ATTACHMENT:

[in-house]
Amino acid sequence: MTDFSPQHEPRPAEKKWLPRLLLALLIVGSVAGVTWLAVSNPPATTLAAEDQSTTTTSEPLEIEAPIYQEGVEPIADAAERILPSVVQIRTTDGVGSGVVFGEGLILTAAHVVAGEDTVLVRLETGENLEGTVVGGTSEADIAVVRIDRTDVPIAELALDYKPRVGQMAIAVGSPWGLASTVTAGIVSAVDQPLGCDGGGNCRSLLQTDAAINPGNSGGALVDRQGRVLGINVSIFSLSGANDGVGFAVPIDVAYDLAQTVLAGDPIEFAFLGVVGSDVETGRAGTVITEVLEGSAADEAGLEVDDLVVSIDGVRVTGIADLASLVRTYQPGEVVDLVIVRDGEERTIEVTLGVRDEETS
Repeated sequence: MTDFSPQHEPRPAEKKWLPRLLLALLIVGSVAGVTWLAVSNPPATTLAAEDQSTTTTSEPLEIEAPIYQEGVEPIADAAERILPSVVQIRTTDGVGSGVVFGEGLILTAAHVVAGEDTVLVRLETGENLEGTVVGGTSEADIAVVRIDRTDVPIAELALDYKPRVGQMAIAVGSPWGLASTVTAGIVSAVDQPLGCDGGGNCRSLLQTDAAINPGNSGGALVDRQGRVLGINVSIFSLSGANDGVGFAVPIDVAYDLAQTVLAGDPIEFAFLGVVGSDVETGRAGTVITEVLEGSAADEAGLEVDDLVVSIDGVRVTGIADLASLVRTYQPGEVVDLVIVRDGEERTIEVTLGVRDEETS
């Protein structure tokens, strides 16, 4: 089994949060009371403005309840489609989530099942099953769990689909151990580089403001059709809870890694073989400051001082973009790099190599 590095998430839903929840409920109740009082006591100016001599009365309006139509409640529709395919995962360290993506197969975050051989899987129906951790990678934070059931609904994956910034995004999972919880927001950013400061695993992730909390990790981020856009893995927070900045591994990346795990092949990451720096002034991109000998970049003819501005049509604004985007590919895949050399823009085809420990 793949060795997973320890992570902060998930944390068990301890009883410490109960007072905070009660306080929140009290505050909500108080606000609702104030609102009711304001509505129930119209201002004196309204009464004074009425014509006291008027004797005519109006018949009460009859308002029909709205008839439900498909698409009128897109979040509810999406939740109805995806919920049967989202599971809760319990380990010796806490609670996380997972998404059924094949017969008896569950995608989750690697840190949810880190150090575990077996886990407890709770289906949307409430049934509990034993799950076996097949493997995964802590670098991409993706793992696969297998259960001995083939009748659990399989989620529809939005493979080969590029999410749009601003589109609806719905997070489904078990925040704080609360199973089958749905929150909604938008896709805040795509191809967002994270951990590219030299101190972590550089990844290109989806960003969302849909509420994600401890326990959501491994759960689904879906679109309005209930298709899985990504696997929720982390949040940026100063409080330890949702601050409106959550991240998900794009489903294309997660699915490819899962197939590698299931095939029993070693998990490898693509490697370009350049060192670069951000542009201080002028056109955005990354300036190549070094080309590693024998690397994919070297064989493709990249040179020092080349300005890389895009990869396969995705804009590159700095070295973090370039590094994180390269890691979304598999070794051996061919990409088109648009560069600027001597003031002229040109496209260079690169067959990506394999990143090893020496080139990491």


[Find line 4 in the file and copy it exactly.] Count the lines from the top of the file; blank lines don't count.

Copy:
């Protein structure tokens, strides 16, 4: 089994949060009371403005309840489609989530099942099953769990689909151990580089403001059709809870890694073989400051001082973009790099190599 590095998430839903929840409920109740009082006591100016001599009365309006139509409640529709395919995962360290993506197969975050051989899987129906951790990678934070059931609904994956910034995004999972919880927001950013400061695993992730909390990790981020856009893995927070900045591994990346795990092949990451720096002034991109000998970049003819501005049509604004985007590919895949050399823009085809420990 793949060795997973320890992570902060998930944390068990301890009883410490109960007072905070009660306080929140009290505050909500108080606000609702104030609102009711304001509505129930119209201002004196309204009464004074009425014509006291008027004797005519109006018949009460009859308002029909709205008839439900498909698409009128897109979040509810999406939740109805995806919920049967989202599971809760319990380990010796806490609670996380997972998404059924094949017969008896569950995608989750690697840190949810880190150090575990077996886990407890709770289906949307409430049934509990034993799950076996097949493997995964802590670098991409993706793992696969297998259960001995083939009748659990399989989620529809939005493979080969590029999410749009601003589109609806719905997070489904078990925040704080609360199973089958749905929150909604938008896709805040795509191809967002994270951990590219030299101190972590550089990844290109989806960003969302849909509420994600401890326990959501491994759960689904879906679109309005209930298709899985990504696997929720982390949040940026100063409080330890949702601050409106959550991240998900794009489903294309997660699915490819899962197939590698299931095939029993070693998990490898693509490697370009350049060192670069951000542009201080002028056109955005990354300036190549070094080309590693024998690397994919070297064989493709990249040179020092080349300005890389895009990869396969995705804009590159700095070295973090370039590094994180390269890691979304598999070794051996061919990409088109648009560069600027001597003031002229040109496209260079690169067959990506394999990143090893020496080139990491």